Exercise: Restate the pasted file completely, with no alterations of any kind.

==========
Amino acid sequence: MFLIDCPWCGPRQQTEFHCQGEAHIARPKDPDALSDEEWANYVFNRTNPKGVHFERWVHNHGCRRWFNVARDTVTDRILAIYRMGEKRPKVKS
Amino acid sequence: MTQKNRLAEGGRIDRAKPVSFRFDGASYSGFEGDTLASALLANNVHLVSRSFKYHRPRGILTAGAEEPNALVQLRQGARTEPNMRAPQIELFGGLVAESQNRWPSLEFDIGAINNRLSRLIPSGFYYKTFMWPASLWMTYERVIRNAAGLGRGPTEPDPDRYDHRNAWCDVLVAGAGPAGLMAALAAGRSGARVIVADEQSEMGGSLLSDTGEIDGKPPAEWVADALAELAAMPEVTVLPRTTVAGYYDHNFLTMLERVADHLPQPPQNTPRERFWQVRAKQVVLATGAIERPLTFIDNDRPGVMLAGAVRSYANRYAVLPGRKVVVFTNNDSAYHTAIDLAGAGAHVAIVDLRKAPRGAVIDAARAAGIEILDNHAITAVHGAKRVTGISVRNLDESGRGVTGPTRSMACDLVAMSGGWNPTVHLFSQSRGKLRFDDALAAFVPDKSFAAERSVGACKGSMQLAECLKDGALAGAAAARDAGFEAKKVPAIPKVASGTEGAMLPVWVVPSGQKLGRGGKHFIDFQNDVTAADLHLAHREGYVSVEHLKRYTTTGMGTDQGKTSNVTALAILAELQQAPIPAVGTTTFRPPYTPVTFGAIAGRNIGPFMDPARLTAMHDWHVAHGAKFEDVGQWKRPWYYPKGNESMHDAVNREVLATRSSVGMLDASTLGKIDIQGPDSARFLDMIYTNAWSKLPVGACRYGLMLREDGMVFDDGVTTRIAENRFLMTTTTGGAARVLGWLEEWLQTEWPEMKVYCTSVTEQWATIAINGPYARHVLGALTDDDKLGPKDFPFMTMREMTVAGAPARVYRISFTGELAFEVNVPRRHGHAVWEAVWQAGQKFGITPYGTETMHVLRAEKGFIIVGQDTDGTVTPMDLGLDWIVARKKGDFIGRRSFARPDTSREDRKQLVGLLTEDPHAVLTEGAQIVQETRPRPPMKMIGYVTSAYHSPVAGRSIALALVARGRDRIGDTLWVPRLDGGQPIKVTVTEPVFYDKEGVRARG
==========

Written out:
Amino acid sequence: MFLIDCPWCGPRQQTEFHCQGEAHIARPKDPDALSDEEWANYVFNRTNPKGVHFERWVHNHGCRRWFNVARDTVTDRILAIYRMGEKRPKVKS
Amino acid sequence: MTQKNRLAEGGRIDRAKPVSFRFDGASYSGFEGDTLASALLANNVHLVSRSFKYHRPRGILTAGAEEPNALVQLRQGARTEPNMRAPQIELFGGLVAESQNRWPSLEFDIGAINNRLSRLIPSGFYYKTFMWPASLWMTYERVIRNAAGLGRGPTEPDPDRYDHRNAWCDVLVAGAGPAGLMAALAAGRSGARVIVADEQSEMGGSLLSDTGEIDGKPPAEWVADALAELAAMPEVTVLPRTTVAGYYDHNFLTMLERVADHLPQPPQNTPRERFWQVRAKQVVLATGAIERPLTFIDNDRPGVMLAGAVRSYANRYAVLPGRKVVVFTNNDSAYHTAIDLAGAGAHVAIVDLRKAPRGAVIDAARAAGIEILDNHAITAVHGAKRVTGISVRNLDESGRGVTGPTRSMACDLVAMSGGWNPTVHLFSQSRGKLRFDDALAAFVPDKSFAAERSVGACKGSMQLAECLKDGALAGAAAARDAGFEAKKVPAIPKVASGTEGAMLPVWVVPSGQKLGRGGKHFIDFQNDVTAADLHLAHREGYVSVEHLKRYTTTGMGTDQGKTSNVTALAILAELQQAPIPAVGTTTFRPPYTPVTFGAIAGRNIGPFMDPARLTAMHDWHVAHGAKFEDVGQWKRPWYYPKGNESMHDAVNREVLATRSSVGMLDASTLGKIDIQGPDSARFLDMIYTNAWSKLPVGACRYGLMLREDGMVFDDGVTTRIAENRFLMTTTTGGAARVLGWLEEWLQTEWPEMKVYCTSVTEQWATIAINGPYARHVLGALTDDDKLGPKDFPFMTMREMTVAGAPARVYRISFTGELAFEVNVPRRHGHAVWEAVWQAGQKFGITPYGTETMHVLRAEKGFIIVGQDTDGTVTPMDLGLDWIVARKKGDFIGRRSFARPDTSREDRKQLVGLLTEDPHAVLTEGAQIVQETRPRPPMKMIGYVTSAYHSPVAGRSIALALVARGRDRIGDTLWVPRLDGGQPIKVTVTEPVFYDKEGVRARG